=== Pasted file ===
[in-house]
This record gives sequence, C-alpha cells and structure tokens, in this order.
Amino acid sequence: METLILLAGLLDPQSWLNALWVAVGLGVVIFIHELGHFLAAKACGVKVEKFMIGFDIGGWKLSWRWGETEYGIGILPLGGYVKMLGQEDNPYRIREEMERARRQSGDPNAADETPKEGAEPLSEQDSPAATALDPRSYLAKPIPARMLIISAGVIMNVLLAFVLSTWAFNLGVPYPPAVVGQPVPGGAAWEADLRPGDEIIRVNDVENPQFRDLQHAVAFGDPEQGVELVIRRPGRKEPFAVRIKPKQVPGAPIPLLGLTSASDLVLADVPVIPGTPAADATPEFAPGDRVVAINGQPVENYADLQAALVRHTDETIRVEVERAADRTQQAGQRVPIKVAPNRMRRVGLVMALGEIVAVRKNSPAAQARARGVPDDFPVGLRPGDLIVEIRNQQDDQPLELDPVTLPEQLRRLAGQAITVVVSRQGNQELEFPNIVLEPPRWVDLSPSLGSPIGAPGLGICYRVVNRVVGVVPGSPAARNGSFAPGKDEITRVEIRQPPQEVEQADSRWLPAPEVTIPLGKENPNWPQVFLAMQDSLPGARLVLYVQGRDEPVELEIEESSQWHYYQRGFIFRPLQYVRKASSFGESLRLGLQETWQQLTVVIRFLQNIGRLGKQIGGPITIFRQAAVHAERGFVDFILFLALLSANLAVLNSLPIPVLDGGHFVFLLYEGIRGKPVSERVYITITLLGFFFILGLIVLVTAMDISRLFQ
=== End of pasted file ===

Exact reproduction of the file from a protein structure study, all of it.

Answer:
[in-house]
This record gives sequence, C-alpha cells and structure tokens, in this order.
Amino acid sequence: METLILLAGLLDPQSWLNALWVAVGLGVVIFIHELGHFLAAKACGVKVEKFMIGFDIGGWKLSWRWGETEYGIGILPLGGYVKMLGQEDNPYRIREEMERARRQSGDPNAADETPKEGAEPLSEQDSPAATALDPRSYLAKPIPARMLIISAGVIMNVLLAFVLSTWAFNLGVPYPPAVVGQPVPGGAAWEADLRPGDEIIRVNDVENPQFRDLQHAVAFGDPEQGVELVIRRPGRKEPFAVRIKPKQVPGAPIPLLGLTSASDLVLADVPVIPGTPAADATPEFAPGDRVVAINGQPVENYADLQAALVRHTDETIRVEVERAADRTQQAGQRVPIKVAPNRMRRVGLVMALGEIVAVRKNSPAAQARARGVPDDFPVGLRPGDLIVEIRNQQDDQPLELDPVTLPEQLRRLAGQAITVVVSRQGNQELEFPNIVLEPPRWVDLSPSLGSPIGAPGLGICYRVVNRVVGVVPGSPAARNGSFAPGKDEITRVEIRQPPQEVEQADSRWLPAPEVTIPLGKENPNWPQVFLAMQDSLPGARLVLYVQGRDEPVELEIEESSQWHYYQRGFIFRPLQYVRKASSFGESLRLGLQETWQQLTVVIRFLQNIGRLGKQIGGPITIFRQAAVHAERGFVDFILFLALLSANLAVLNSLPIPVLDGGHFVFLLYEGIRGKPVSERVYITITLLGFFFILGLIVLVTAMDISRLFQ